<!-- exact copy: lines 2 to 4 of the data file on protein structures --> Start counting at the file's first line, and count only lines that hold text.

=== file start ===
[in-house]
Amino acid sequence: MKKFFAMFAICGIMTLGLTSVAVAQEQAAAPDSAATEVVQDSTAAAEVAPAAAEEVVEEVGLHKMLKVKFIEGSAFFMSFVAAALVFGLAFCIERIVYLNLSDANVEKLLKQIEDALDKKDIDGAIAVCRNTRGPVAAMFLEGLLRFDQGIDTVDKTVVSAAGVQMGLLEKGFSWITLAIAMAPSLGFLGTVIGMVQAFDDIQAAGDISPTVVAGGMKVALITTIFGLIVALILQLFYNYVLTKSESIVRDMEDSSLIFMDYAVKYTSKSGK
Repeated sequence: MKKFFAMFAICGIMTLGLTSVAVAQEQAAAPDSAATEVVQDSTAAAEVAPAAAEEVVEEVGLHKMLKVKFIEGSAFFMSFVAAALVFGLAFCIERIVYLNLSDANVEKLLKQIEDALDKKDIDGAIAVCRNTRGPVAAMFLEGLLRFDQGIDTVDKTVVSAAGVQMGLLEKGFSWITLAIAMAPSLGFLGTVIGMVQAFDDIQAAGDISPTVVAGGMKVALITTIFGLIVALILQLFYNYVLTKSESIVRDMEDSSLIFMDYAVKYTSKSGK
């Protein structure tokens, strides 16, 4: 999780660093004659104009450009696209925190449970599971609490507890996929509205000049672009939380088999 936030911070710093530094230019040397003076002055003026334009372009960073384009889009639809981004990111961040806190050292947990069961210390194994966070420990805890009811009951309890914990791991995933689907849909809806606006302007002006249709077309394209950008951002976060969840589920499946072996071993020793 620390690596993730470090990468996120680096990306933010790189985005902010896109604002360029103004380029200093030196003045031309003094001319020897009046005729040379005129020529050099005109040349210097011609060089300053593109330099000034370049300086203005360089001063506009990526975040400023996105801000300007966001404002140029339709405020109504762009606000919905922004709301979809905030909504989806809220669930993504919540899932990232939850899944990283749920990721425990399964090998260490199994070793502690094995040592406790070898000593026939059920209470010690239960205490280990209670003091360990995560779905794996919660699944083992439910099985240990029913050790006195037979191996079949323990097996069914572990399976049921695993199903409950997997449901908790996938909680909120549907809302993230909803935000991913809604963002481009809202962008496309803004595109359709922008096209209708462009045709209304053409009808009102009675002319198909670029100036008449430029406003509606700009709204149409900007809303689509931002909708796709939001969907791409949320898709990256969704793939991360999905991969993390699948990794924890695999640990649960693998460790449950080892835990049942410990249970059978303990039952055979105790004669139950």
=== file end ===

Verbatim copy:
Amino acid sequence: MKKFFAMFAICGIMTLGLTSVAVAQEQAAAPDSAATEVVQDSTAAAEVAPAAAEEVVEEVGLHKMLKVKFIEGSAFFMSFVAAALVFGLAFCIERIVYLNLSDANVEKLLKQIEDALDKKDIDGAIAVCRNTRGPVAAMFLEGLLRFDQGIDTVDKTVVSAAGVQMGLLEKGFSWITLAIAMAPSLGFLGTVIGMVQAFDDIQAAGDISPTVVAGGMKVALITTIFGLIVALILQLFYNYVLTKSESIVRDMEDSSLIFMDYAVKYTSKSGK
Repeated sequence: MKKFFAMFAICGIMTLGLTSVAVAQEQAAAPDSAATEVVQDSTAAAEVAPAAAEEVVEEVGLHKMLKVKFIEGSAFFMSFVAAALVFGLAFCIERIVYLNLSDANVEKLLKQIEDALDKKDIDGAIAVCRNTRGPVAAMFLEGLLRFDQGIDTVDKTVVSAAGVQMGLLEKGFSWITLAIAMAPSLGFLGTVIGMVQAFDDIQAAGDISPTVVAGGMKVALITTIFGLIVALILQLFYNYVLTKSESIVRDMEDSSLIFMDYAVKYTSKSGK
């Protein structure tokens, strides 16, 4: 999780660093004659104009450009696209925190449970599971609490507890996929509205000049672009939380088999 936030911070710093530094230019040397003076002055003026334009372009960073384009889009639809981004990111961040806190050292947990069961210390194994966070420990805890009811009951309890914990791991995933689907849909809806606006302007002006249709077309394209950008951002976060969840589920499946072996071993020793 620390690596993730470090990468996120680096990306933010790189985005902010896109604002360029103004380029200093030196003045031309003094001319020897009046005729040379005129020529050099005109040349210097011609060089300053593109330099000034370049300086203005360089001063506009990526975040400023996105801000300007966001404002140029339709405020109504762009606000919905922004709301979809905030909504989806809220669930993504919540899932990232939850899944990283749920990721425990399964090998260490199994070793502690094995040592406790070898000593026939059920209470010690239960205490280990209670003091360990995560779905794996919660699944083992439910099985240990029913050790006195037979191996079949323990097996069914572990399976049921695993199903409950997997449901908790996938909680909120549907809302993230909803935000991913809604963002481009809202962008496309803004595109359709922008096209209708462009045709209304053409009808009102009675002319198909670029100036008449430029406003509606700009709204149409900007809303689509931002909708796709939001969907791409949320898709990256969704793939991360999905991969993390699948990794924890695999640990649960693998460790449950080892835990049942410990249970059978303990039952055979105790004669139950």